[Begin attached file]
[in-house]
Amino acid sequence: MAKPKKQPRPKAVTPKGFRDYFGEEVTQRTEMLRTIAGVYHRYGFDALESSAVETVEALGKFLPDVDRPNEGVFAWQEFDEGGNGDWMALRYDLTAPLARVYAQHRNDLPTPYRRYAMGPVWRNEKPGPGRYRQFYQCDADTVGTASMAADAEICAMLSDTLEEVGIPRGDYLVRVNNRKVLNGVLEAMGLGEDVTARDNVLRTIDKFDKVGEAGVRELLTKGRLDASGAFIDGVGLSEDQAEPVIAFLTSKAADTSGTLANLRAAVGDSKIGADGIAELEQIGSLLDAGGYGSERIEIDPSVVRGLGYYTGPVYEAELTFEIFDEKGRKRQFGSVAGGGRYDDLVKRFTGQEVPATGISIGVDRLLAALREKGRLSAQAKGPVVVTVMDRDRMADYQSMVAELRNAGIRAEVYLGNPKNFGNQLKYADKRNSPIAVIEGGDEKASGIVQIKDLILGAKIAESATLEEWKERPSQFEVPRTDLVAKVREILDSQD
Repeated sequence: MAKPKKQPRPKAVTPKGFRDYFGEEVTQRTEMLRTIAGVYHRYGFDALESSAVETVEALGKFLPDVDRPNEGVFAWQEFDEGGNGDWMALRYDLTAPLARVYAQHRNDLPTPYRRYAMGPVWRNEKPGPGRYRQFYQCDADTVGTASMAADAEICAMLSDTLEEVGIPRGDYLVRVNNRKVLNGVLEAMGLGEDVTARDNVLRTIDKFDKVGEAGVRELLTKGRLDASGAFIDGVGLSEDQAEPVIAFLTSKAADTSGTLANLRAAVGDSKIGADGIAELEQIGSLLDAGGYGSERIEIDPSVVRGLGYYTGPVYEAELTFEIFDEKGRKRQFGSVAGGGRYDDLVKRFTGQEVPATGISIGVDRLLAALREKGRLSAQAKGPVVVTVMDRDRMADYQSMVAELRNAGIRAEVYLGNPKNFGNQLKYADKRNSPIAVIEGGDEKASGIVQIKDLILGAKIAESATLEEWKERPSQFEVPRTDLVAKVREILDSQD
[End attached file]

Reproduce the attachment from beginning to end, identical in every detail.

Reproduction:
[in-house]
Amino acid sequence: MAKPKKQPRPKAVTPKGFRDYFGEEVTQRTEMLRTIAGVYHRYGFDALESSAVETVEALGKFLPDVDRPNEGVFAWQEFDEGGNGDWMALRYDLTAPLARVYAQHRNDLPTPYRRYAMGPVWRNEKPGPGRYRQFYQCDADTVGTASMAADAEICAMLSDTLEEVGIPRGDYLVRVNNRKVLNGVLEAMGLGEDVTARDNVLRTIDKFDKVGEAGVRELLTKGRLDASGAFIDGVGLSEDQAEPVIAFLTSKAADTSGTLANLRAAVGDSKIGADGIAELEQIGSLLDAGGYGSERIEIDPSVVRGLGYYTGPVYEAELTFEIFDEKGRKRQFGSVAGGGRYDDLVKRFTGQEVPATGISIGVDRLLAALREKGRLSAQAKGPVVVTVMDRDRMADYQSMVAELRNAGIRAEVYLGNPKNFGNQLKYADKRNSPIAVIEGGDEKASGIVQIKDLILGAKIAESATLEEWKERPSQFEVPRTDLVAKVREILDSQD
Repeated sequence: MAKPKKQPRPKAVTPKGFRDYFGEEVTQRTEMLRTIAGVYHRYGFDALESSAVETVEALGKFLPDVDRPNEGVFAWQEFDEGGNGDWMALRYDLTAPLARVYAQHRNDLPTPYRRYAMGPVWRNEKPGPGRYRQFYQCDADTVGTASMAADAEICAMLSDTLEEVGIPRGDYLVRVNNRKVLNGVLEAMGLGEDVTARDNVLRTIDKFDKVGEAGVRELLTKGRLDASGAFIDGVGLSEDQAEPVIAFLTSKAADTSGTLANLRAAVGDSKIGADGIAELEQIGSLLDAGGYGSERIEIDPSVVRGLGYYTGPVYEAELTFEIFDEKGRKRQFGSVAGGGRYDDLVKRFTGQEVPATGISIGVDRLLAALREKGRLSAQAKGPVVVTVMDRDRMADYQSMVAELRNAGIRAEVYLGNPKNFGNQLKYADKRNSPIAVIEGGDEKASGIVQIKDLILGAKIAESATLEEWKERPSQFEVPRTDLVAKVREILDSQD